Current stories:

The stories we have live on the homepage right now are ALL commencement-related. You can check out the stories here (http://poweredbyorange.com/blog/). We profiled six amazing graduating seniors. We also have a general commencement story up based on a press release and our Beaver Boards (http://sites.oregonstate.edu/beaverboards/) gallery filled with photos of mortarboards seniors decorated, showcasing the creativity of our graduates and the Oregon State tradition of decorating graduation caps each year! This is something we hope to continue and add to over the years, collecting the most interesting and unique boards…and maybe learning the stories behind them.

Video:

In this period, our most popular homepage feature story was undoubtedly our tribute to Beth Ray, hosted on our Life at OSU blog. The passing of our first lady was of interest to just about everyone in the campus community. The Olympics also had a far-reaching appeal, and Oregon State was happy to have a connection there! I would have liked to have seen more views on our Rugby microsite, but we didn’t spend any money to promote it, and that is changing now. We’ve thrown some dolla billz into promoting our spring break site (which you can learn about below), so I’m sure we’ll be seeing more ROI in the future!

Stories up on the site at this time include:
New Centro opens
A story and video about the new CCCC facility. It’s pretty swanky!
From the depths of time
Terra’s last cover story covering just about every aspect you didn’t know you needed to know about the Pacific lamprey.
Alternative spring break
A microsite about the alternative spring break experience! This site is chock full of photos, videos and interactive elements. We’re pretty proud of it!
Moms Weekend tradition continues
An overview of the events for Moms Weekend along with a profile of a very Oregon-State-centric family.
The mechanics of a student athlete
A profile of Ruth Hamblin, the Canadian Hammer featuring a video produced by our own Justin Smith.

And here’s a look at the video side:

We love us some Ruth Hamblin!

Finally, we haven’t taken a look at the individual colleges in awhile, so here’s a look at traffic on each College’s homepage. Unfortunately, we don’t have access to data from the College of Forestry, and the Honor’s College numbers are currently unavailable.

Hope you find this interesting. See you in late June/early July for more fun with analytics!

If you check the OSU home page after Friday, April 25, you might sense there’s something different. It’s not your mind playing tricks on you. We’ve made a complete overhaul of the design and structure.

While it looks much like the previous version of our site, there are quite a few changes. A host of accessibility upgrades have been made. The site is now responsive, meaning it adapts to the desktop and various mobile devices more readily. The top menu links are now in individual drop downs instead of one large expandable menu.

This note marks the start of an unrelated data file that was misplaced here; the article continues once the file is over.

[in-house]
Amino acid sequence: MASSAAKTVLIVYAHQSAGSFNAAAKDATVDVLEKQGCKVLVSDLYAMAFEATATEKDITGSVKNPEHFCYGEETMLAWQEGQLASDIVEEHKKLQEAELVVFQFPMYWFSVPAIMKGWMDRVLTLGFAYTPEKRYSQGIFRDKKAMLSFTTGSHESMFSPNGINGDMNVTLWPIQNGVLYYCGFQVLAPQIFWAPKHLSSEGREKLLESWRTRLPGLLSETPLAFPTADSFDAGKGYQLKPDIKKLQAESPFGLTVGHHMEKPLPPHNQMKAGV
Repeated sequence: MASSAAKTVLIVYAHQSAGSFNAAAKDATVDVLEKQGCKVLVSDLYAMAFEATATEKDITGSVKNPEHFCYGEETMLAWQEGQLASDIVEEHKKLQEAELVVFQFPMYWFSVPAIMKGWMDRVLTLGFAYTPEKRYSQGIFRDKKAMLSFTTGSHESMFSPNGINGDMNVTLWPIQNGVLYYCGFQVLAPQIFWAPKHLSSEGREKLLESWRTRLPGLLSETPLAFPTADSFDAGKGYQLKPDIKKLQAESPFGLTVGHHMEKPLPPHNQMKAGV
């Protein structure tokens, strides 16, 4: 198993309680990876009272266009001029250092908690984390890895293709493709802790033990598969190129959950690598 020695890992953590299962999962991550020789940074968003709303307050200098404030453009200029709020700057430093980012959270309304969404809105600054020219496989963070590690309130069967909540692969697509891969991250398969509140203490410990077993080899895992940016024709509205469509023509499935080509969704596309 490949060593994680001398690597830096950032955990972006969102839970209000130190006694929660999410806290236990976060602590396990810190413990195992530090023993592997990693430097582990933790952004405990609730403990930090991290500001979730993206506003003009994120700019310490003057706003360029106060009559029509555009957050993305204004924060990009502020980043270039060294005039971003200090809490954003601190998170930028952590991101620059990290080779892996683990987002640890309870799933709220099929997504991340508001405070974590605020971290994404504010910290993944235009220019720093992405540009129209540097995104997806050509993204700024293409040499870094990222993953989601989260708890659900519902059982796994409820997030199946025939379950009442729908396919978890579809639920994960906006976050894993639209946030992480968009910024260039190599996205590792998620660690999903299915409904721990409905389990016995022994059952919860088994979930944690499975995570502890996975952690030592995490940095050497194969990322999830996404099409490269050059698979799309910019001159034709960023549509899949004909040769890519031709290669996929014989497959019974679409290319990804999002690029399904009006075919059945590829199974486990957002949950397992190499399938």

We’re planning a new design for the home page for the fall, but we wanted to make sure our interim home page performs as well as possible while that new design is in the works.

If you have any questions or comments about the new page, drop us a note.

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If you think we’ve gotten a bit sluggish about analytics lately, you’re wrong. Back in December, though? Well, that might have been a different story. These pageviews include December all the way up to Feb. 28:

previous homepage stories

“Celebrate the season” happened sort of last-minute, and it had about a 2-week run on the homepage, explaining its low views. There might be more reasons why the Terra story, “Singing His Story” might have been so popular, but from what I know, I’m going to chock it up to the beautiful photography we had, and its much longer run on the homepage through the holidays.

Here’s a look at videos in January and February:

videos

The commercial is still going strong!

And as for what we have up on the homepage right now… Five GREAT stories of course!

Outfitting Team USA: A story courtesy of the Oregon Stater, which was great to have during the Olympics. A pair of our alums own a ranch that supplied the wool for Ralph Lauren to make the sweaters Team USA wore in the opening ceremonies. Exciting stuff.
Changing the world: A student profile from the College of Engineering. They have so many inspiring students, and Nick is up there.
125 years of research: A timeline of the Oregon Agricultural Experiment Station. This awesome multimedia feature has great photos from the archives, and shows off our rich history as the state’s Land Grant University.
Celebrating black culture: a profile of the new director of the Lonnie B. Harris Black Cultural Center. I’m sure we’ll be keeping in touch with them as they move into their brand new facility soon.
State of the University: a recap of Ed Ray’s speech in January with a great infographic about all of Oregon State’s accomplishments.

Make sure to check them out!

-Callie